IGSHID – the new(?) instagram click tracking ID

Apparently instagram has started adding a tracking click id named igshid that is similar in purpose to the facebook click id named fbclid- although this parameter seems to be used in links TO instagram instead of on links outbound from it as the facebook one is. I haven’t found any real info on this parameter yet, I’ll dig a bit more and update here.

WordPress Connection Timed Out Errors- debugging and repairing

Maybe you have an older, heavily modified wordpress site that has some outdated custom code, older plugins, and various other custom stuff that hasn’t been updated in some time. Your site occasionally stops responding for a while, often with an unable to establish database connection error. In Mysql you see a bunch of sleeping connections from your site, piling up until the connection limit is hit (often 100 connections) and then no more connections can be made- until all those sleeping connections finally time out (often set to 300 seconds) and clear, so the site can then start making new connections again. You try debugging this and can’t figure out why there are sleeping connections- WPDB and/or mysql client code all closes connections after use so how can they be left running? The main pages on the site are fast and responsive, so what is holding this open for so long anyway? And why the heck does it happen so infrequently, but frequently enough to be a pain?
Do this:
-Turn on error messages and logging to error file (will add details here, but there’s plenty info out there on how to do this)
-Let it run until these problems happen. Or, try to turn it on WHILE the problems are happening. The log file might get huge otherwise. Mine has a ton of deprecation warnings so it will grow rapidly.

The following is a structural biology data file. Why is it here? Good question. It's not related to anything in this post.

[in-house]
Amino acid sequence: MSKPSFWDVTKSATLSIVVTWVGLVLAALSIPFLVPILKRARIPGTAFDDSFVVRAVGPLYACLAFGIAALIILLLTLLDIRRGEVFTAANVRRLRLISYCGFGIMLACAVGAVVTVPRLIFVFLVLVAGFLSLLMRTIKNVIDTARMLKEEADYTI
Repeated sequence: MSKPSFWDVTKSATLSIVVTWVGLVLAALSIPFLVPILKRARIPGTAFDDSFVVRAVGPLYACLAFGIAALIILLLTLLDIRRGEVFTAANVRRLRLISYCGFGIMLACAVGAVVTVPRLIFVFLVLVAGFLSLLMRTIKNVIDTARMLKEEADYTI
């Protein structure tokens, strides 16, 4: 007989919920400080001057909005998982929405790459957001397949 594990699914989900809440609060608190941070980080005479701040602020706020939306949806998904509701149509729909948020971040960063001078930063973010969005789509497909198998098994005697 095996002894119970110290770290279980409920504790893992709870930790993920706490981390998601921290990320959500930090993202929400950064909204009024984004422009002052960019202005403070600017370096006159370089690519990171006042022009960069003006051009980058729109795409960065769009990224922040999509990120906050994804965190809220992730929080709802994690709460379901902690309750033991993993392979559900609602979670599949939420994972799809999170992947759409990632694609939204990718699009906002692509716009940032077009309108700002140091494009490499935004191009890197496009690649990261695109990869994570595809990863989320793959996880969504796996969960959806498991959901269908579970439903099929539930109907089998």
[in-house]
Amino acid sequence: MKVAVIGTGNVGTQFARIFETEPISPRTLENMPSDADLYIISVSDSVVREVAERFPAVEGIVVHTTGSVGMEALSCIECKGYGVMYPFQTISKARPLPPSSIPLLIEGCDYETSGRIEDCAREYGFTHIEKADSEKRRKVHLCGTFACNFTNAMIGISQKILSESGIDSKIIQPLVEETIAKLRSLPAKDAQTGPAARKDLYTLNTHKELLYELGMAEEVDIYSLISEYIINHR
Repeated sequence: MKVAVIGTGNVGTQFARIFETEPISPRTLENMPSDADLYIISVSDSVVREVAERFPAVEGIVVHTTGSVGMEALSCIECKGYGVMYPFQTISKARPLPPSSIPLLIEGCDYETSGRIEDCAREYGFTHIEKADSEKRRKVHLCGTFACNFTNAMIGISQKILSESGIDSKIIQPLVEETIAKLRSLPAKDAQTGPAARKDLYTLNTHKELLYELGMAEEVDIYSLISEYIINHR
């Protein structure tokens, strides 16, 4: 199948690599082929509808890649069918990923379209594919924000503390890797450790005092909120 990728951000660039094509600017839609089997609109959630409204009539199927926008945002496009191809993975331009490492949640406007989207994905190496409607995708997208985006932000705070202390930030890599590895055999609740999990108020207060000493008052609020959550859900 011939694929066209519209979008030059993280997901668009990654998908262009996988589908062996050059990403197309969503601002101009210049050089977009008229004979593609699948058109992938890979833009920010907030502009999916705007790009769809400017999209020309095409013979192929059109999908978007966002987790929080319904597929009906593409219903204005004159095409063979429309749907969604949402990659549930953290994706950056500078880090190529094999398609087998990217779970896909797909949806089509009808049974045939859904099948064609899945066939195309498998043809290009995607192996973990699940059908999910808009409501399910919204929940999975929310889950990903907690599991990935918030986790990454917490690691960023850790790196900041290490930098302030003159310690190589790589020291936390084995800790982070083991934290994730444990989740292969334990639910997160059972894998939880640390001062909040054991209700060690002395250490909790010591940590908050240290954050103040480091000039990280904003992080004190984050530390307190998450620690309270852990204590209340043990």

-Once logging has run during the sleeping connection problem happening, open the log file and search for “fatal” to find fatal error messages.
-You should find a line with a fatal error message related to the database connection timing out after 300 seconds- this line will show you which php file caused the problem. In my case, it was an outdated plugin that I really didn’t need anymore, so I disabled it.

And now, back to semi-stable, or at least not crashing, wordpress bliss.

(I still hate wordpress though. well, php. I hate php. Yes! it’s horrible.)

zwi-cofg.php

I run a number of wordpress sites on a windows/IIS server, and many of these sites keep getting infected with some kind of trojan that seems to try to redirect traffic away to other sites, thus building “fake” backlinks and traffic. One of the files that seems to commonly show up is named zwi-cofg.php – it has a bunch of heavily disguised code inside it, so I haven’t dug into what it actually does yet- but out of all the infections I’ve seen, this file seems to be the most common. Googling it didn’t reveal anything so figured I would create a post and see if any others are discovering this file- and what you may have figured out about it? I’m also working to lock down my sites so they don’t continue to get infectected, but I’m beginning to think this is not an easy task when running php on windows servers. All the best practices I’ve seen don’t seem to go far enough. Continuing to investigate…

DNS problem: SERVFAIL looking up CAA for domain name